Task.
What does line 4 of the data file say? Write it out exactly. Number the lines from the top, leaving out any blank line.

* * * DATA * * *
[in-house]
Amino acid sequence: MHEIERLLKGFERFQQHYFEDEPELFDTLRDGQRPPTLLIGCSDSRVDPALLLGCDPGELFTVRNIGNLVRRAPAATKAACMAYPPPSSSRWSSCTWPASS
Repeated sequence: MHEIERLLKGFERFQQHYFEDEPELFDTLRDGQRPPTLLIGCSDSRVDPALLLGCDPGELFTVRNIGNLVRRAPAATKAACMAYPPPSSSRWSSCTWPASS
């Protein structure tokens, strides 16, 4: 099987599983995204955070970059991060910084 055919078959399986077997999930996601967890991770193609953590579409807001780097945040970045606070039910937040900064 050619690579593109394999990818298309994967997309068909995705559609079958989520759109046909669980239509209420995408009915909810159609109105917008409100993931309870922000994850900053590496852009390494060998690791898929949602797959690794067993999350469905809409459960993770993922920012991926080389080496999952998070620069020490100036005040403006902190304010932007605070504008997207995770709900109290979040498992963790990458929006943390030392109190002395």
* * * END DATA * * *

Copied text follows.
């Protein structure tokens, strides 16, 4: 099987599983995204955070970059991060910084 055919078959399986077997999930996601967890991770193609953590579409807001780097945040970045606070039910937040900064 050619690579593109394999990818298309994967997309068909995705559609079958989520759109046909669980239509209420995408009915909810159609109105917008409100993931309870922000994850900053590496852009390494060998690791898929949602797959690794067993999350469905809409459960993770993922920012991926080389080496999952998070620069020490100036005040403006902190304010932007605070504008997207995770709900109290979040498992963790990458929006943390030392109190002395």